Israel has consulted with Jordan twice over the issue of Syria's chemical weapons arsenal, according to a report published Monday by The Atlantic, both times with plans to take out multiple sites. According to intelligence officials in two countries quoted by correspondent Jeff Goldberg, "Israel has been seeking Jordan's 'permission' to bomb these sites, but the Jordanians have so far declined" to agree.
As Goldberg pointed out, Israel does not need Jordan's approval to bomb an arsenal that could prove to be an existential threat to its citizens. A nuclear reactor built by North Korea in Syria in 2007 was quietly eliminated by the IAF. But according to the report, Israel is concerned about the possible repercussions for Jordan of an attack on Syrian chemical weapons storage facilities, because a number of the sites are apparently close to the Syrian-Jordanian border.
"The Jordanians have to be very careful about provoking the regime and they assume the Syrians would suspect Jordanian complicity in an Israeli attack,” Goldberg quoted the source as saying. "You know the Israelis – sometimes they want to bomb right away. But they were told that from the Jordanian perspective, the time was not right.”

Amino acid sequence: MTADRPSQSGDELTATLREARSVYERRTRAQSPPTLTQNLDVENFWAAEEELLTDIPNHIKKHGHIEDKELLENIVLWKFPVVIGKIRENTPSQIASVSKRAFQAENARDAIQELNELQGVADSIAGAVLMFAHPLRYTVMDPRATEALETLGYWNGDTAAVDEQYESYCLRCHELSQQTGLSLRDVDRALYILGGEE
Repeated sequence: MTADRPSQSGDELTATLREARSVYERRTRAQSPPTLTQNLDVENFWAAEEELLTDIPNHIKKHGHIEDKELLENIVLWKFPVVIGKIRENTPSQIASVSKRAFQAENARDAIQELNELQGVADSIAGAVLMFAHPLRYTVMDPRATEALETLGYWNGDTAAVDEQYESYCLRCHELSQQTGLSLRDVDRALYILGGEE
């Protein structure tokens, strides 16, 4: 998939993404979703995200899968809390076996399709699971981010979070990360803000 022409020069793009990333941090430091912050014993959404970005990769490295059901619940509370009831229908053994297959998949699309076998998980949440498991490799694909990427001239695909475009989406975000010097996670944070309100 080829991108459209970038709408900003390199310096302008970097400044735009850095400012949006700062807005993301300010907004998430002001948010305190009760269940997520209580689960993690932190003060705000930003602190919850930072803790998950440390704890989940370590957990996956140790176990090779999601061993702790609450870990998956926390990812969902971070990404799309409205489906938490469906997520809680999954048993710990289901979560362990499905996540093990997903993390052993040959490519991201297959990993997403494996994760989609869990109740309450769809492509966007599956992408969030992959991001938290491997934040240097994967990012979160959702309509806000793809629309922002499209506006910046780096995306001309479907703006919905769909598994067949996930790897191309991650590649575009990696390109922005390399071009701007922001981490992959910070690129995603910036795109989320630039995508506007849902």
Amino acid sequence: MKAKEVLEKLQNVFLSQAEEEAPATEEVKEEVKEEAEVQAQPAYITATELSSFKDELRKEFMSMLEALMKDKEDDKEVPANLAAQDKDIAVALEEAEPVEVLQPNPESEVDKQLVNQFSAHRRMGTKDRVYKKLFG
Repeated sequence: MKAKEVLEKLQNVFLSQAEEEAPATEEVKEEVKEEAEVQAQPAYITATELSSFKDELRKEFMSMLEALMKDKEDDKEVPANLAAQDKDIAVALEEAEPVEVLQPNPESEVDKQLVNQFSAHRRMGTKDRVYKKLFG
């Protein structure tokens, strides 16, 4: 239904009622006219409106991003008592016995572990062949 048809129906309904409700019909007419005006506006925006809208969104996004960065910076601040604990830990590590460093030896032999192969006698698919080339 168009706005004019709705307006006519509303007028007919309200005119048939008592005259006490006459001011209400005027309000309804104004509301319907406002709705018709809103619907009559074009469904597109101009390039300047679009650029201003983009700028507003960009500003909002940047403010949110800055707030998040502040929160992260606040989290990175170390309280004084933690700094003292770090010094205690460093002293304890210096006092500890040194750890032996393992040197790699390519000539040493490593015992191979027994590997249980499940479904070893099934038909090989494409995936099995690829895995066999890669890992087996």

Allegedly the contacts between Israel and Jordan over the issue were made through Mossad envoys sent by Prime Minister Binyamin Netanyahu's office during the past two months. Goldberg received no reply from Israel's embassy in Washington to his request for comment or verification of the information.
A diplomatic source in the Middle East told media Monday evening that Syrian Foreign Ministry spokesman Jihad Makdissi has defected. The source said that Makdissi had reportedly been thrown out of the government for issuing statements that were opposed to the position of the Syrian regime.
Most recently the Foreign Ministry claimed that the Syrian government would not use chemical weapons against its own people. In a statement broadcast on government-run national television earlier today (Monday), the country's foreign ministry assured the international community President Bashar al-Assad would not approve such a measure.